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Facebook bans all QAnon accounts on its platforms

The ban follows previous crackdowns on the conspiracy theory, which only saw accounts removed if they contained violent content

Facebook has announced a ban on all QAnon accounts across its platforms. The ban will affect Facebook pages and groups, and Instagram accounts whose names or descriptions associate them with the conspiracy theory, in an attempt to crack down on the misinformation and harmful content spread by its supporters. 

The new ban follows previous attempts by the social media company to curb the conspiracy theory, which began on 4Chan and 8Chan messageboards, but exploded on more mainstream platforms including Facebook and Instagram in recent months. (In short, the theory itself revolves around a cryptic figure named Q, who shares supposedly-leaked information that places Donald Trump in opposition with a global child-trafficking ring run by Democrat politicians.)

On August 19, Facebook introduced restrictions on QAnon accounts, but at the time it only targeted those that discussed or promoted violence. While over 1,500 groups and pages discussing potential violence were removed in the first month of the policy, the company announces in an October 6 update: “we believe these efforts need to be strengthened when addressing QAnon.”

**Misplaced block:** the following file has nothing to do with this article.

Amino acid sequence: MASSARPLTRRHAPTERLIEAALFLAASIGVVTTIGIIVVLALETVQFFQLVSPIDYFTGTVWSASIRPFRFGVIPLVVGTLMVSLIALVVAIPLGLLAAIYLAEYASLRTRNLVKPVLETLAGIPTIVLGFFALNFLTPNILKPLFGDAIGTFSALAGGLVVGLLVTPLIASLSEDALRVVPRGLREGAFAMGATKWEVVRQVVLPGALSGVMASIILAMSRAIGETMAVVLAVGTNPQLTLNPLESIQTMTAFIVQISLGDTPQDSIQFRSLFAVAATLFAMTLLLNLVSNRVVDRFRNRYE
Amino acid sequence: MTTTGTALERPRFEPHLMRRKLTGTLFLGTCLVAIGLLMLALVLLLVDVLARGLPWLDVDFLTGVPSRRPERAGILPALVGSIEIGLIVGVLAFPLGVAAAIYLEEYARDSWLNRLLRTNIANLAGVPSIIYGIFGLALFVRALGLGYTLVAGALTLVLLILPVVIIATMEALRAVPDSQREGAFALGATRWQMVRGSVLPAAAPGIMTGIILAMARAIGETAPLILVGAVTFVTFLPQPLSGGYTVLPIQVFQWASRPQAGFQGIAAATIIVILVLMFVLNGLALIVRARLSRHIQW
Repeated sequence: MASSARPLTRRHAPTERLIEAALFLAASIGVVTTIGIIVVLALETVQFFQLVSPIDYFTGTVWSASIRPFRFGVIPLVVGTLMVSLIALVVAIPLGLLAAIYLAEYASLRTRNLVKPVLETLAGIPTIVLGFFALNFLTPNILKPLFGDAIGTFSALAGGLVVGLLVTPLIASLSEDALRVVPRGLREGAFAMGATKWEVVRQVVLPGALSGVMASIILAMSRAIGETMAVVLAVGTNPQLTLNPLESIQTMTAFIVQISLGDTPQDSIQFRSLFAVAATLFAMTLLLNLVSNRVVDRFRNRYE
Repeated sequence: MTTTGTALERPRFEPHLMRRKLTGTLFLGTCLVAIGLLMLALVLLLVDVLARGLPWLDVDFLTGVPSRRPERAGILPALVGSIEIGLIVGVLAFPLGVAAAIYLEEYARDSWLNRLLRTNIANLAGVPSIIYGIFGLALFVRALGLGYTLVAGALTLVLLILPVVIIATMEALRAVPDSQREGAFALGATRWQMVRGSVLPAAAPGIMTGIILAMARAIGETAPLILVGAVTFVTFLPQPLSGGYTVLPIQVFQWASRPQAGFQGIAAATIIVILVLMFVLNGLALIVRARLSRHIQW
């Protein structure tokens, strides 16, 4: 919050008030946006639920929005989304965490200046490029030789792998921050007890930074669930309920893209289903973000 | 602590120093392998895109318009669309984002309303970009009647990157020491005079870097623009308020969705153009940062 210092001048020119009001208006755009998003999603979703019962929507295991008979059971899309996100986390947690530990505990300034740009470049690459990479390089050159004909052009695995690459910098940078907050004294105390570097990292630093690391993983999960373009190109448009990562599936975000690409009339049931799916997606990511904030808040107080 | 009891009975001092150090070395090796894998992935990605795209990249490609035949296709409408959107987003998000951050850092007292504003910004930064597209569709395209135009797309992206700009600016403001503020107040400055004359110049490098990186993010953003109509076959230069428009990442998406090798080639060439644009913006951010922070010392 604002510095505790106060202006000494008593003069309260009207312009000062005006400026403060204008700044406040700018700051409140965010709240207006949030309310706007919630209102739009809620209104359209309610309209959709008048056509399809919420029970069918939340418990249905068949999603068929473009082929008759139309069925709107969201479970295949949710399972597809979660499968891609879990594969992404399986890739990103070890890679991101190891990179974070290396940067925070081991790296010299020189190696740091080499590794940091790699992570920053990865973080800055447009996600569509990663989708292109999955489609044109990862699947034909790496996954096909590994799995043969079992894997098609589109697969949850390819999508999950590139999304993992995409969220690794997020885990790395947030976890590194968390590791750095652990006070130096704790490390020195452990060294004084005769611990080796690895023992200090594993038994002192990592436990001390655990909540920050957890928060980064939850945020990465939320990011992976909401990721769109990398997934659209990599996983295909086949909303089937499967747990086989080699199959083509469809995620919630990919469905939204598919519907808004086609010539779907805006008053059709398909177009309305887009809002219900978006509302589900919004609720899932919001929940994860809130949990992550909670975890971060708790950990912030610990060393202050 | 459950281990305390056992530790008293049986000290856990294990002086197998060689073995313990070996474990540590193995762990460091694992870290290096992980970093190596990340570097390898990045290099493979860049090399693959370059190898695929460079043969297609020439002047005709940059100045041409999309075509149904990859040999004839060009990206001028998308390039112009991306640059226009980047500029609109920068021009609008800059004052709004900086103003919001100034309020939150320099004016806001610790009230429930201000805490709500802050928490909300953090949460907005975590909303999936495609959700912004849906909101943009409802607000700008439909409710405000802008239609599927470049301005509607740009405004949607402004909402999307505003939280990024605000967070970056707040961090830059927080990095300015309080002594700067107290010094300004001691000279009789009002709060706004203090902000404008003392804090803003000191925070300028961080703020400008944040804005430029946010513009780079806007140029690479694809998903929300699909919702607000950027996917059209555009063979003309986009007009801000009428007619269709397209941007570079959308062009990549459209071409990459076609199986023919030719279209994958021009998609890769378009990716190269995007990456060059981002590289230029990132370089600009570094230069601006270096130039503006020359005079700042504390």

“Starting today, we will remove Facebook Pages, Groups and Instagram accounts for representing QAnon, even if they contain no violent content,” Facebook adds. “We’re starting to enforce this updated policy today and are removing content accordingly, but this work will take time and will continue in the coming days and weeks.”

In the same statement, the company expands on the reasons for its strengthening of the ban, explaining: “We’ve been vigilant in enforcing our policy and studying its impact on the platform but we’ve seen several issues that led to today’s update.”

“For example, while we’ve removed QAnon content that celebrates and supports violence, we’ve seen other QAnon content tied to different forms of real world harm.” Examples include a theory alleging that the wildfires on North America’s west coast were started intentionally by certain groups, which distracted from the effort to deal with the fires and provide aid to those affected.

“We expect renewed attempts to evade our detection, both in behavior and content shared on our platform, so we will continue to study the impact of our efforts and be ready to update our policy and enforcement as necessary,” Facebook’s update concludes.

Recently, QAnon accounts have contributed to the spreading of misinformation about coronavirus, suggesting it’s a hoax or perpetuating the idea that China created the virus as a form of population control. The online conspiracy has been bleeding into the mainstream and appearing IRL for some time though, represented on placards at Trump rallies, and seeing school shooting survivors accused of being crisis actors.